February 10th, 2017 | Victims of Communism

Victims of Communism — Memorial Foundation

February 10th, 2017


Backing Away from a Fight, Trump to Honor One-China Policy
Simon Denyer and Philip Rucker, THE WASHINGTON POST
President Trump just backed down from what could have been a serious fight with China. On Thursday evening in Washington, he appeared to shy away from confrontation with Beijing by agreeing to honor the one-China policy, during a lengthy telephone call with Xi Jinping. The move is set to ease tensions between the world’s two most powerful nations: relations had been inflamed after Trump suggested he would only commit to the one-China policy if Beijing addressed his concerns about trade and currency issues.

A Chinese Medical Study Is Being Retracted for Relying on Organs Harvested from Executed Prisoners
Ephrat Livini, QUARTZ
Last year, a prestigious medical journal published research from Chinese surgeons involving 564 transplanted livers. Now, Liver International is retracting the study amid accusations that the livers were extracted from executed prisoners of conscience—people killed for their beliefs. The issue of illicit harvesting of human parts persists, and this week the Vatican’s Pontifical Academy of Sciences is holding a summit on organ trafficking and transplant tourism.

China and Vatican Near Pivotal Deal on Bishops
The head of the Roman Catholic Church in Hong Kong signaled that the Vatican and Beijing are nearing an accord over how Chinese bishops are picked, a key step toward “normalizing” bilateral ties marred by six decades of estrangement. In a recent essay, Cardinal John Tong expressed optimism that the continuing dialogue “implies” a shift in Beijing’s policy on the Catholic Church toward recognizing the pope as “the highest and final authority in deciding on the candidates for bishops in China,” wrote Cardinal Tong, the Bishop of Hong Kong, in an essay published on his diocese’s website on Thursday.


Flynn Is Said to Have Talked to Russians About Sanctions Before Trump Took Office
Matthew Rosenberg and Matt Apuzzo, THE NEW YORK TIMES
Weeks before President Trump’s inauguration, his national security adviser, Michael T. Flynn, discussed American sanctions against Russia, as well as areas of possible cooperation, with that country’s ambassador to the United States, according to current and former American officials. Throughout the discussions, the message Mr. Flynn conveyed to the ambassador, Sergey I. Kislyak—that the Obama administration was Moscow’s adversary and that relations with Russia would change under Mr. Trump—was unambiguous and highly inappropriate, the officials said.


Ukrainian Librarian Under Russian House Arrest Takes Case to Court of Human Rights
Natalya Sharina, a Ukrainian librarian held under house arrest in Russia since October 2015, has taken her case to the European court of human rights in Strasbourg. Since her arrest in 2015, the Russian authorities have extended the order for Sharina, director of the Ukrainian Literature Library in Moscow, to be detained at home repeatedly, despite calls for her release. In a move roundly condemned by human rights groups, Sharina went on trial in November 2016 for incitement by stocking books banned in Russia and labelled extremist and “anti-Russian propaganda.”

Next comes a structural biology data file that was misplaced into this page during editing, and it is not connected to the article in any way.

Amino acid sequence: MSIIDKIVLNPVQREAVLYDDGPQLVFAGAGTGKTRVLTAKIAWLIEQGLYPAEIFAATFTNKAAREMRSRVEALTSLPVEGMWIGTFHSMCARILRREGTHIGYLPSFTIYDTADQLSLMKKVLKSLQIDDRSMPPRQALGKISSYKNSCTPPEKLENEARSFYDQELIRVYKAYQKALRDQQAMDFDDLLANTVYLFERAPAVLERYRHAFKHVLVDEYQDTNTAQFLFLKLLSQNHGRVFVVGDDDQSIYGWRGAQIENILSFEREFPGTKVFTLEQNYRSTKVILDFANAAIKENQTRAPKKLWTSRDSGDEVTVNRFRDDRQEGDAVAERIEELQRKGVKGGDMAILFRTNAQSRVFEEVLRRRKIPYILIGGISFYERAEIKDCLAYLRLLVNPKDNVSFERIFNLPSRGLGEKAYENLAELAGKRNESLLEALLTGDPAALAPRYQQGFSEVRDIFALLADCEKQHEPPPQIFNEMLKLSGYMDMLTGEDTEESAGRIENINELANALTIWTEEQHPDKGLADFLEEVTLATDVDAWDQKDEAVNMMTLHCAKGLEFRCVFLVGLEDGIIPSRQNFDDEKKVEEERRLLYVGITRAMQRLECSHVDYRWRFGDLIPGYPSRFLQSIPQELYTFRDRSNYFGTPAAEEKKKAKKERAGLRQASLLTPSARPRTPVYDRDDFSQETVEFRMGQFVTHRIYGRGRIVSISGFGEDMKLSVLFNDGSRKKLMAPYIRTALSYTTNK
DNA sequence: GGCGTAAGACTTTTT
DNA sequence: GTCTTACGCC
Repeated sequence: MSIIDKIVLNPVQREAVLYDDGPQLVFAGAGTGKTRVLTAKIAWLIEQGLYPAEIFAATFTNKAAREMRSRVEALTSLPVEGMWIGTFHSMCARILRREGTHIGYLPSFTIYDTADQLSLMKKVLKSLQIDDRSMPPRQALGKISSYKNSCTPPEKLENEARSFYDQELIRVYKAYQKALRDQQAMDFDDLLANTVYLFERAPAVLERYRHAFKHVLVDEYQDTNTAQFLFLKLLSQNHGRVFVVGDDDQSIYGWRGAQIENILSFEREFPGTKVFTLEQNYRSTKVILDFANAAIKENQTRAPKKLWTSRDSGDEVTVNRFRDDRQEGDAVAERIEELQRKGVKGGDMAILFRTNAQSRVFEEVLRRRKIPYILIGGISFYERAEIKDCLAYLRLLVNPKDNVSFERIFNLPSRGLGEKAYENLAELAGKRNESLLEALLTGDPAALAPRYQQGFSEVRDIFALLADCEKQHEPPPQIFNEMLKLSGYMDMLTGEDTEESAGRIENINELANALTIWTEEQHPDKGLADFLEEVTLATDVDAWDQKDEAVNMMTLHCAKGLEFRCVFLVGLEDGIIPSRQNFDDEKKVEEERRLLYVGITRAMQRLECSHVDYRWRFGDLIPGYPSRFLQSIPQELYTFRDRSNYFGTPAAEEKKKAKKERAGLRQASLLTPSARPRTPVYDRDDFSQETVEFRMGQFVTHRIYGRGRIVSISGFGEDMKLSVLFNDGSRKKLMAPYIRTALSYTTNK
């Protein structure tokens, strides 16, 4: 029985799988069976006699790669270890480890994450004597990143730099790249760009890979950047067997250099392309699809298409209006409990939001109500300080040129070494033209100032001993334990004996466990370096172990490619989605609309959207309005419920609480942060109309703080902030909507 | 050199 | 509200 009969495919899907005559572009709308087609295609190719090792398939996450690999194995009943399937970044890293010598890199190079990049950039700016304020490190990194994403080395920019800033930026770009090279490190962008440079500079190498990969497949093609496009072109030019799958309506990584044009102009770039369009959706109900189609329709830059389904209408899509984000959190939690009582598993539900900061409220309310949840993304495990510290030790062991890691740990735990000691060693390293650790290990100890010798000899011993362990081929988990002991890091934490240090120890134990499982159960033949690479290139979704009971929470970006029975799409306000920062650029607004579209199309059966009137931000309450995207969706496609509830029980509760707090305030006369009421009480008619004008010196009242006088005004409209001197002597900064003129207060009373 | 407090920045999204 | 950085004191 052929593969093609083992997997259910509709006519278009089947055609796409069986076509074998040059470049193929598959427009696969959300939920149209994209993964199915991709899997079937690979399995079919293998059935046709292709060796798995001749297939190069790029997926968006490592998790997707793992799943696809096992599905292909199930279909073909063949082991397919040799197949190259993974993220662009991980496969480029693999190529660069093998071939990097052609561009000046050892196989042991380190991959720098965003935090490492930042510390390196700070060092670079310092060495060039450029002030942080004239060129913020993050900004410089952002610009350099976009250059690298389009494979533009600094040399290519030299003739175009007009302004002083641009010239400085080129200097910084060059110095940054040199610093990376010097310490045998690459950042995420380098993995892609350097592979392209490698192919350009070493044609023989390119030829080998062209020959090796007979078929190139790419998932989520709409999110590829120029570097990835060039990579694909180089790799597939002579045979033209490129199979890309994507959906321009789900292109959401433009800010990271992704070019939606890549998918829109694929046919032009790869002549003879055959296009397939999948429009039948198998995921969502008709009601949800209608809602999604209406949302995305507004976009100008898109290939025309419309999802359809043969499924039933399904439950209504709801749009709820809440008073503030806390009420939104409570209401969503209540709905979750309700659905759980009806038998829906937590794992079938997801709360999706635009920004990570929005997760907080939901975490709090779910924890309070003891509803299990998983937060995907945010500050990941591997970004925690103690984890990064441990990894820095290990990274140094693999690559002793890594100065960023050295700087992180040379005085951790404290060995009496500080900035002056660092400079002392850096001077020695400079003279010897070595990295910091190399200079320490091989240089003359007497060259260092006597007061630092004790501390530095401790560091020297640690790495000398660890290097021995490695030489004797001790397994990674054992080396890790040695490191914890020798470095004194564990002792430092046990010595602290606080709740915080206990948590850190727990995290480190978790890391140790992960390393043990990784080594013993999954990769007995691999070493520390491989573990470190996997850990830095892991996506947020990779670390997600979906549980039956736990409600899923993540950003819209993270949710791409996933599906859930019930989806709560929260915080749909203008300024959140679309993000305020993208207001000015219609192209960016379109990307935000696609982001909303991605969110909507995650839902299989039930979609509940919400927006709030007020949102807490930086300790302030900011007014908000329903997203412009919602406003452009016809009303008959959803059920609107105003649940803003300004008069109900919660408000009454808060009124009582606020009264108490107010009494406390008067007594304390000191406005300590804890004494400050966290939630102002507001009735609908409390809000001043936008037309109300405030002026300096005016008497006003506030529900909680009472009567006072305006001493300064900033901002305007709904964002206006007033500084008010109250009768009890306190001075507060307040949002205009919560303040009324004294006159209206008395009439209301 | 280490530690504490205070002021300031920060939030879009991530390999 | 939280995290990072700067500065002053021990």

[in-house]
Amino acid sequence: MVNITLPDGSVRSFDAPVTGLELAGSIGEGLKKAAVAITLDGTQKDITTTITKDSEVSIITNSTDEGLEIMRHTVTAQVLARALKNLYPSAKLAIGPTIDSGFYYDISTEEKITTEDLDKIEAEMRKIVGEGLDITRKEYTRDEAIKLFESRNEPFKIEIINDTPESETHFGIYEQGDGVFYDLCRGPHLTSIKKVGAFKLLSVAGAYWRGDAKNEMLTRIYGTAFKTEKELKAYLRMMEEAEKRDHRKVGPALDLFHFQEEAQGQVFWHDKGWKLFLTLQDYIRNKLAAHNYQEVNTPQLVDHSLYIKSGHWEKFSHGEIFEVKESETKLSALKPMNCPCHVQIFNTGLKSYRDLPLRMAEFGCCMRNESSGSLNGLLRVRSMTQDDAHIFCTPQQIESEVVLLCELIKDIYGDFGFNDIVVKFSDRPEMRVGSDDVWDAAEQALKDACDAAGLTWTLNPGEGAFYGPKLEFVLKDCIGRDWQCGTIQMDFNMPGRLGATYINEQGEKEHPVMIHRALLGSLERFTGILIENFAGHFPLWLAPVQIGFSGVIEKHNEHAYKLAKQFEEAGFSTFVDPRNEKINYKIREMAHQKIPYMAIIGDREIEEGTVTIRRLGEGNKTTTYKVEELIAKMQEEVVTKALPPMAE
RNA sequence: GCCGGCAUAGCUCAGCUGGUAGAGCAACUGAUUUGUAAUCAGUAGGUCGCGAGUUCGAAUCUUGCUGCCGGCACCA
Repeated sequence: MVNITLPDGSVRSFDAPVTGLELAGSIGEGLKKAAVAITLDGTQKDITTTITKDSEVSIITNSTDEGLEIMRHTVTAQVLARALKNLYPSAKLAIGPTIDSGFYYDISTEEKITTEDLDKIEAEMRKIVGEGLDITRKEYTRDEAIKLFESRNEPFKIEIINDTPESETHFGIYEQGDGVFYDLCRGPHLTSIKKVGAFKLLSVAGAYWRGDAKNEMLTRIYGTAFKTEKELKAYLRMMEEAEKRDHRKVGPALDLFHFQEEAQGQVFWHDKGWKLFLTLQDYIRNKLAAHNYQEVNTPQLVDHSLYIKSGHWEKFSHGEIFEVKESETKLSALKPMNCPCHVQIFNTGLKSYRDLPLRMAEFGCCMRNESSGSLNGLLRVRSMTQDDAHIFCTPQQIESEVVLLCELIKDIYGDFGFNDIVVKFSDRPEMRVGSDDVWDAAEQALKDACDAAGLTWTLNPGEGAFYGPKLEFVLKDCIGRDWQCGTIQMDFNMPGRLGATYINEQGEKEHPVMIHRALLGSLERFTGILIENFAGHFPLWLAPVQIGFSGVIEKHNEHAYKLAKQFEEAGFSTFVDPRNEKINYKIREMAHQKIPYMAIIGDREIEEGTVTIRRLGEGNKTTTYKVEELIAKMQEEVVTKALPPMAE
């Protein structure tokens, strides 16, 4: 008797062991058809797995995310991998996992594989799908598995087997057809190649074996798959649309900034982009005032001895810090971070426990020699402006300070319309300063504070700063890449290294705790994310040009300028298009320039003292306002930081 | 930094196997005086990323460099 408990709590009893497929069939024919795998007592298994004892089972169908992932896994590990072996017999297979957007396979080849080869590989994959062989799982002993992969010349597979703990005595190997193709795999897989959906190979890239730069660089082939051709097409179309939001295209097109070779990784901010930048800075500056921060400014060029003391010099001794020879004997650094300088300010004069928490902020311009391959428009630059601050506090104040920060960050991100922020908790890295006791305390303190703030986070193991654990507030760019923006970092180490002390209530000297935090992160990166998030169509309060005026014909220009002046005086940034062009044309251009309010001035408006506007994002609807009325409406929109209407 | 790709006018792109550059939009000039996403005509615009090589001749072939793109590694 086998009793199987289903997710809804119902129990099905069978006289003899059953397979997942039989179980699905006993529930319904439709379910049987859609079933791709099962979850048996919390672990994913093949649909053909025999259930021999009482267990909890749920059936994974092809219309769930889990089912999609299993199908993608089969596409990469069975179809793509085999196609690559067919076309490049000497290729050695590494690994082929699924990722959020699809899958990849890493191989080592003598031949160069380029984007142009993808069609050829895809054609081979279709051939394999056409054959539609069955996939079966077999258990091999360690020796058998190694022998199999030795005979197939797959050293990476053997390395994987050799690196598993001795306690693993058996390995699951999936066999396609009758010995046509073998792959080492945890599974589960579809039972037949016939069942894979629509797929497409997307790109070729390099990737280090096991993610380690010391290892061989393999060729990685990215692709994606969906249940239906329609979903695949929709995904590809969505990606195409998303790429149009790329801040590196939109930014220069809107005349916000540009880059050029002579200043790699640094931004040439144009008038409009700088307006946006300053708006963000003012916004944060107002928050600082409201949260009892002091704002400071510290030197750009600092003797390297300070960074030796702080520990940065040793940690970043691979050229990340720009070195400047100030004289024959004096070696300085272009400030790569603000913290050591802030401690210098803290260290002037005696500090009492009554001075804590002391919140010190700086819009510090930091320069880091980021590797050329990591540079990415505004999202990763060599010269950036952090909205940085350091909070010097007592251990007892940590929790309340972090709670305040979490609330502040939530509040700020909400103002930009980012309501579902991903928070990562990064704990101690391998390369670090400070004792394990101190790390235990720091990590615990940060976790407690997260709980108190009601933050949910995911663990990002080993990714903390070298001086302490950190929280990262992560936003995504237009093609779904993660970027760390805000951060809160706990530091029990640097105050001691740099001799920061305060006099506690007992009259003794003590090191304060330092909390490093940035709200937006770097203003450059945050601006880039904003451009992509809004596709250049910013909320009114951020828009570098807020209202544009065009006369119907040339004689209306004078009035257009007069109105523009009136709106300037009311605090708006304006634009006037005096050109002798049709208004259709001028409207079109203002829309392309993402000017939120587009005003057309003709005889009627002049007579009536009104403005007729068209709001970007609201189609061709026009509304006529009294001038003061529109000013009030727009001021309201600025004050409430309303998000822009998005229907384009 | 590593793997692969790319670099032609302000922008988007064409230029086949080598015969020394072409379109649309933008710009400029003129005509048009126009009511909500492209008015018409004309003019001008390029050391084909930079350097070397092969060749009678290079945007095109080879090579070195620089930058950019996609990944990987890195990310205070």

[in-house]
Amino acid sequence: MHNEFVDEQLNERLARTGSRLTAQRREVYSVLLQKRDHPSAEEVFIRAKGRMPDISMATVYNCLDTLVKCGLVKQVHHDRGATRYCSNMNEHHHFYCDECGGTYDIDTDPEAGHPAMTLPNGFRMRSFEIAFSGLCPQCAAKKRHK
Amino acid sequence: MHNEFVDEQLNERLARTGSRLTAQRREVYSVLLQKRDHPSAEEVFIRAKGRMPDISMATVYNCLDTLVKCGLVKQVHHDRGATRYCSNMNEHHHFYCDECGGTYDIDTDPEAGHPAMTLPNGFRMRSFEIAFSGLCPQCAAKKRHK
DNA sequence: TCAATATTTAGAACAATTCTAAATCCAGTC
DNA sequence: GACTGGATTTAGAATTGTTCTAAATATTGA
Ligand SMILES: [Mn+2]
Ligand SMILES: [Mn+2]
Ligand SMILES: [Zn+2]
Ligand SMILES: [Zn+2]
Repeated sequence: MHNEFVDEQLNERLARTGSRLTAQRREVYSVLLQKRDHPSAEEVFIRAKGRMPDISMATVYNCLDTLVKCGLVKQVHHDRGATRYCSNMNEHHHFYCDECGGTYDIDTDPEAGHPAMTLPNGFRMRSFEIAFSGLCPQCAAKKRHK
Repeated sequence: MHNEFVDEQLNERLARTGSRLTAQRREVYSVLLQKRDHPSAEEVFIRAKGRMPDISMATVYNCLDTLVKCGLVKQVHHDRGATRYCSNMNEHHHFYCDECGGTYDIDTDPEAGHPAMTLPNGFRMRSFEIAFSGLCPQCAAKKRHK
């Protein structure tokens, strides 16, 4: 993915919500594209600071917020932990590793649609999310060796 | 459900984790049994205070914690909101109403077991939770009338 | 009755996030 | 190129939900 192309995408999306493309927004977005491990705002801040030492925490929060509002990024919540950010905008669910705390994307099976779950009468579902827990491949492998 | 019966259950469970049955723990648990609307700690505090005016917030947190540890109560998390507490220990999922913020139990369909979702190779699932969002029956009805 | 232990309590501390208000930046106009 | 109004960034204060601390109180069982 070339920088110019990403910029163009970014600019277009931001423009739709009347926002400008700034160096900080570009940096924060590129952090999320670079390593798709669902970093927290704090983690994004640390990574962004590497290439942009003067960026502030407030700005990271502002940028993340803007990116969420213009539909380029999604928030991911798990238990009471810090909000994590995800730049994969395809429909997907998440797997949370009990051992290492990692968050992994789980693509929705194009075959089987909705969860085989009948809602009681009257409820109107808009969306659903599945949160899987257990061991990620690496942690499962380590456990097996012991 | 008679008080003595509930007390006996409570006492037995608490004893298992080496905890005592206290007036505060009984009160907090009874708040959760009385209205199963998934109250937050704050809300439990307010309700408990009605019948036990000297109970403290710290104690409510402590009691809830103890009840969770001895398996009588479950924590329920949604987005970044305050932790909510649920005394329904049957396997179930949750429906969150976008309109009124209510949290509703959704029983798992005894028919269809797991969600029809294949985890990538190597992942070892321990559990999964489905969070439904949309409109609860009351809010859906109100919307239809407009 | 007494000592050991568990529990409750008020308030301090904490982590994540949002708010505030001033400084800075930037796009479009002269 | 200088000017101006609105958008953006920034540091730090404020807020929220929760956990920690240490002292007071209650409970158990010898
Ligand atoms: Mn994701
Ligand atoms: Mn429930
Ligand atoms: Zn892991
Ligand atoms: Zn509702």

Hollywood Seeks New Business Terms with China
Hollywood will soon have its first chance in five years to change the terms of doing business in China, a politically fraught opportunity for studios to reap billions more from their most important foreign market. Any deal struck this year will likely cover a period in which China surpasses North America as the world’s No.1 movie market. The stakes couldn’t be higher for Hollywood, which is counting on China’s growth to pick up the slack of a stagnating domestic market and falling home-entertainment revenue.

US Detains 172 Cuban Migrants Following End of “Wet Foot, Dry Foot” Policy
Nora Gámez Torres, THE MIAMI HERALD
At least 172 Cuban nationals who tried to enter the United States following the end to an immigration policy known as “wet foot, dry foot” are now in detention facilities, awaiting for the results of their removal proceedings, federal agencies have confirmed. “Since January 14, there has been an increase of 172 Cuban nationals in ICE [U.S. Immigration and Customs Enforcement] detention,” an ICE official said.


Venezuela Falls Behind on Oil-For-Loan Deals with China, Russia
Venezuela’s state-run oil company, PDVSA, has fallen months behind on shipments of crude and fuel under oil-for-loan deals with China and Russia, according to internal company documents reviewed by Reuters. The delayed shipments to such crucial political allies and trading partners—which together have extended Venezuela at least $55 billion in credit— provide new insight into PDVSA’s operational failures and their crippling impact on the country’s unraveling socialist economy.

Venezuela Heading for Cuba-Style Vote: Opposition
Venezuelan opposition leaders said Thursday the country is heading toward Cuban-style elections, with no real challengers to the ruling party, thanks to burdensome new rules governing how parties renew their registration. The accusation comes as the opposition stands to make major gains in upcoming regional elections, with Venezuela’s economy imploding and President Nicolás Maduro’s popularity plunging.


Increase in Chinese Visitors to Vietnam Eases Tensions
More visitors to Vietnam come from China than from any other country. The number of Chinese tourists going to Vietnam reached 250,000 last month, a 68 percent increase from the number in January 2016. The popularity of Vietnam with Chinese tourists is somewhat of a surprise. The two countries are involved in a territorial dispute in the South China Sea and have a long history of disputes and distrust.